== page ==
UBC Undergraduate Research

Misattribution of Cognitive Dissonance : Assessing the Reliability of Extant Literature and Meta-analysis Tomita, Ross; Rivers, Andrew

Abstract

Cognitive dissonance theory describes the aversive affective state that results from considering two conflicting cognitions. This cognitive dissonance often propels an individual to change one of these cognitions in a way that resolves the conflict. However, previous research has shown that individuals are less likely to change existing cognitions if they misattribute their dissonance to a source other than conflicting conditions. Previous research has investigated misattribution as a method that can be misattributed to a source other than the true cause - conflicting cognitions. Generally, when someone is placed in a state of cognitive dissonance, they are amenable to changing their beliefs or behavior in order to reduce dissonance. However, misattribution research finds that people are less likely to change their beliefs or behavior when given a stimulus that they can misattribute their dissonance to. As a result of the recent replication crisis, we have reason to believe that some areas of research may not be as reliable as previously thought. Even phenomena thought to be reliable, and conceptually replicated many times, have been shown to be lacking substantial evidence (e.g., ego-depletion effects). The aim of the present study was to determine the reliability of the literature investigating misattribution of cognitive dissonance. A meta-analysis of the literature was conducted to determine it’s reliability. The articles were tested for publication bias using the p-curve technique. Results showed that there appears to be reliable support for the misattribution phenomenon, and that there is no detectable p-hacking and/or publication bias in the extant literature.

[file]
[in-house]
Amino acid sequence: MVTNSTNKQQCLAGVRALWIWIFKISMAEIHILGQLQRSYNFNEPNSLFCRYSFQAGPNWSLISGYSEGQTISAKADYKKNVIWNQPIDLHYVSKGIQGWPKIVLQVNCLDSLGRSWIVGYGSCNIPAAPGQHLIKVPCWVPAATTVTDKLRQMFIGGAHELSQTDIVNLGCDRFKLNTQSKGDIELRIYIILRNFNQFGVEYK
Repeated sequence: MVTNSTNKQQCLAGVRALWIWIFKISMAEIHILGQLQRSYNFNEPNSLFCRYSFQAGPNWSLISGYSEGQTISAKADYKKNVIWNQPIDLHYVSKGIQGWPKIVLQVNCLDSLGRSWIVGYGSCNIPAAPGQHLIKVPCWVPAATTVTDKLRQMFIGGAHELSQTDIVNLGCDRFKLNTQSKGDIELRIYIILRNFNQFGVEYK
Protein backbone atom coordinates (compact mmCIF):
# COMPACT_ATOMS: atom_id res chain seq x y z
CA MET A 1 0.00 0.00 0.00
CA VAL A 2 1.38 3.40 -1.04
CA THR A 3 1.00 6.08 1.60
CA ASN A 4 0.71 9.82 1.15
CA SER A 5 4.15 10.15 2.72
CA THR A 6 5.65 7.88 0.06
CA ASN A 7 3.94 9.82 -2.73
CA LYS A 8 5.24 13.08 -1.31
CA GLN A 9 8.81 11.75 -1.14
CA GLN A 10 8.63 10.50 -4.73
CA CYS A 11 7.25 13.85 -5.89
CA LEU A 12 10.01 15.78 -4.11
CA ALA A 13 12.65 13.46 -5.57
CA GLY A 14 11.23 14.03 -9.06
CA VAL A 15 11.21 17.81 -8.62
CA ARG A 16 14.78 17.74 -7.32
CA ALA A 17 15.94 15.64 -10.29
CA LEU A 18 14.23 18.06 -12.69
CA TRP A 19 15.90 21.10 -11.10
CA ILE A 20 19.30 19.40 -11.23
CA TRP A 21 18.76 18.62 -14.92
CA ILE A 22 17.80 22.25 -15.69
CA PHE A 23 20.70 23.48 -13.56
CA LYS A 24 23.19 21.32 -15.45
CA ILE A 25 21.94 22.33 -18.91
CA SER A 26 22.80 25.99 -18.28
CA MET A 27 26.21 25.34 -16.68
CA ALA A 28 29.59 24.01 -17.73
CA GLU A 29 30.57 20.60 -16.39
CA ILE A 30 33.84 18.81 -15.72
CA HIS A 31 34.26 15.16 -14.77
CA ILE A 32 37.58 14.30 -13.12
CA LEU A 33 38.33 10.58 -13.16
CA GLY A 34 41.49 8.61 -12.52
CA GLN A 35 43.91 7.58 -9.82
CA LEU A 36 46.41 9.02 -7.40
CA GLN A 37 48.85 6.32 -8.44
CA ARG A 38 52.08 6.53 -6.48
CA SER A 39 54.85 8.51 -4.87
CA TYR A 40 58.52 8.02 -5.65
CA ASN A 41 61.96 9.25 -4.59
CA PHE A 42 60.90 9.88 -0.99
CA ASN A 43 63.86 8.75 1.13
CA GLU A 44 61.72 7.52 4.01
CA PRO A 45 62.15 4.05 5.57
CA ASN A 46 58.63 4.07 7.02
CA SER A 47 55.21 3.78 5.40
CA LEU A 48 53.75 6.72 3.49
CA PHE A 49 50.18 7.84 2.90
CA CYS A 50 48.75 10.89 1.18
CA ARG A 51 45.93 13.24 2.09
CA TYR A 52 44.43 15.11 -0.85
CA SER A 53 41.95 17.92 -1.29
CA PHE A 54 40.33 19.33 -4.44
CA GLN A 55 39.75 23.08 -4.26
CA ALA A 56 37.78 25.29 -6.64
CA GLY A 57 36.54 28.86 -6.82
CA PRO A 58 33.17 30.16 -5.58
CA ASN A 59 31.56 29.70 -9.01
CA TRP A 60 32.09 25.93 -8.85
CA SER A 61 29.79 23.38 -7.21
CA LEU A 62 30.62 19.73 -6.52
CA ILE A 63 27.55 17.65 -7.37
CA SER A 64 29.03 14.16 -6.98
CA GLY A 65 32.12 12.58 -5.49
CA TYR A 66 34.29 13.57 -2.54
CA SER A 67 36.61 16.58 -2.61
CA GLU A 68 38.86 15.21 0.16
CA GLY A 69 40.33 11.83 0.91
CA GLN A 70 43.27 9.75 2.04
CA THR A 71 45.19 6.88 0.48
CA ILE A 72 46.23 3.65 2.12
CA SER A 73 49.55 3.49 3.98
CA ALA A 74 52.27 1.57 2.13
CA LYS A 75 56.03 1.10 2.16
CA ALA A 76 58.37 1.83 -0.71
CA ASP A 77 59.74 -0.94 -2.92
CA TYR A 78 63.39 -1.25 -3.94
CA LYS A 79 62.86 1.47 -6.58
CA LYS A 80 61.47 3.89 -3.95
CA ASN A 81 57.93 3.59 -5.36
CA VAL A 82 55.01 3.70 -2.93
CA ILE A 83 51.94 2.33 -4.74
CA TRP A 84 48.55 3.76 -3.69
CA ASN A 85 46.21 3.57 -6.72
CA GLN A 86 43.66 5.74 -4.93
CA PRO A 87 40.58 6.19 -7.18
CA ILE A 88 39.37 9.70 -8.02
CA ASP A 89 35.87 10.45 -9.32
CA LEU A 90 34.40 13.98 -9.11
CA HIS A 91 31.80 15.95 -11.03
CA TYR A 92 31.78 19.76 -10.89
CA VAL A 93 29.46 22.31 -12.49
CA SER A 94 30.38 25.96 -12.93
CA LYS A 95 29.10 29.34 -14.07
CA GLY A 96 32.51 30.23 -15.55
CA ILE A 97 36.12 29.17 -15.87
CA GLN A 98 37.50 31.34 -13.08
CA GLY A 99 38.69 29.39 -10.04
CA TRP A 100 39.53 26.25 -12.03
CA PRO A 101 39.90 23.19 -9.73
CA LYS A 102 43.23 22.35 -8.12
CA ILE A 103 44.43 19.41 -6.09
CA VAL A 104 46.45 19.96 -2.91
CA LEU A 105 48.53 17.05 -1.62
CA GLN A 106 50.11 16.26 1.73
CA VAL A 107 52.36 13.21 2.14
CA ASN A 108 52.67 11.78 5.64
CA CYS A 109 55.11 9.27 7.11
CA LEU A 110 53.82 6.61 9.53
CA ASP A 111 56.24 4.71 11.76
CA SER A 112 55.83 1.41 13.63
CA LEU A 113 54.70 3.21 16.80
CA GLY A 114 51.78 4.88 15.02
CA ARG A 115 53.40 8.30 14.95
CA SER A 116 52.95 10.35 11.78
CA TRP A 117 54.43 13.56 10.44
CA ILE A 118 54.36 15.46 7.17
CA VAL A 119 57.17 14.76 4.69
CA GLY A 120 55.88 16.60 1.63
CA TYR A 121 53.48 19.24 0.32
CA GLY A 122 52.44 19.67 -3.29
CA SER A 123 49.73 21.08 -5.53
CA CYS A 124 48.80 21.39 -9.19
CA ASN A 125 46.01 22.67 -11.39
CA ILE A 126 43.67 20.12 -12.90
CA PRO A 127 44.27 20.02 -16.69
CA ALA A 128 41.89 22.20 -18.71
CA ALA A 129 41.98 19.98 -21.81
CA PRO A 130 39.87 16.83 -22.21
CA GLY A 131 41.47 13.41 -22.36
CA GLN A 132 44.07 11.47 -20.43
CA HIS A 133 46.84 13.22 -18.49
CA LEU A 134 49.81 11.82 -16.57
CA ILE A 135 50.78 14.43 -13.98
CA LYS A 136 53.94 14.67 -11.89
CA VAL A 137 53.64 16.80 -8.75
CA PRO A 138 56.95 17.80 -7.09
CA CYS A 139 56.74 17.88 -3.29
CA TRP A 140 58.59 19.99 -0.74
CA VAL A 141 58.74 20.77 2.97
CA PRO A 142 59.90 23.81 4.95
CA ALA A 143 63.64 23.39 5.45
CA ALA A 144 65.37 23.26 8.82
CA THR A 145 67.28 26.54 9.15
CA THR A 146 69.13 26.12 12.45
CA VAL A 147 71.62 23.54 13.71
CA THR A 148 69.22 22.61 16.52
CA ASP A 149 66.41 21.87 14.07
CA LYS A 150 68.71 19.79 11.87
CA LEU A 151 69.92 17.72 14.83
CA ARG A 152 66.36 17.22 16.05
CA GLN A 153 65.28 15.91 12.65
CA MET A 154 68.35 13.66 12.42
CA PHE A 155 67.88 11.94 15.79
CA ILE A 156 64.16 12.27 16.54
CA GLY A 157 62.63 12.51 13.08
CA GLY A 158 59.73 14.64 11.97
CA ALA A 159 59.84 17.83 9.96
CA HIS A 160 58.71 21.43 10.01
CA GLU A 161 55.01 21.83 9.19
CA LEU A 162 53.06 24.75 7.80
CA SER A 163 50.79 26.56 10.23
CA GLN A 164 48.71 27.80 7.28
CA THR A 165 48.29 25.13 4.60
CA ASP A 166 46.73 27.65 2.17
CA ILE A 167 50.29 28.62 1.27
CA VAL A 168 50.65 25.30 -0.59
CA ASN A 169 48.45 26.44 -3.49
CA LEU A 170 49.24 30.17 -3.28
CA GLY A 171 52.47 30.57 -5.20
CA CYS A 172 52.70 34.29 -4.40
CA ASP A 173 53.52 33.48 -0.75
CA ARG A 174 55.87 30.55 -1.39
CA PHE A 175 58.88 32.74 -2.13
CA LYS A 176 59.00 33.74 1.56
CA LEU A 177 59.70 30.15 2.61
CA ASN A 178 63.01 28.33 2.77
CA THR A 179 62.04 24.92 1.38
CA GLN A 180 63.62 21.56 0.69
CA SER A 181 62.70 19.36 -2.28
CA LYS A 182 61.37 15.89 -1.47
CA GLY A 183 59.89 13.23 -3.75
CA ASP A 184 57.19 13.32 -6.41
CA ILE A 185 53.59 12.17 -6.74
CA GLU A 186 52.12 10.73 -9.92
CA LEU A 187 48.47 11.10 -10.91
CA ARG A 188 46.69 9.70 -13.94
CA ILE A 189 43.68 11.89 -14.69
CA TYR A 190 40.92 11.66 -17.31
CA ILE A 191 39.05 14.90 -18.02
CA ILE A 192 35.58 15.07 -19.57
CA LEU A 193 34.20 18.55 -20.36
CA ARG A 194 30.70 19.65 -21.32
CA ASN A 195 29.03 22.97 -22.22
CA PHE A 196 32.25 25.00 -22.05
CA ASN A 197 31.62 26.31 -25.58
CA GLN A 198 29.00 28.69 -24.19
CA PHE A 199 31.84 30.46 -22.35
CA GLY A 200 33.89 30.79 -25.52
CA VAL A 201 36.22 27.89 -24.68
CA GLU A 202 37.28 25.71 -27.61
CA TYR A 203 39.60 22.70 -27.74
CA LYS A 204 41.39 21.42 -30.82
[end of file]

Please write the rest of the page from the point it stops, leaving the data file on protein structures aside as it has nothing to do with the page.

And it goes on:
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Attribution-NonCommercial-NoDerivatives 4.0 International

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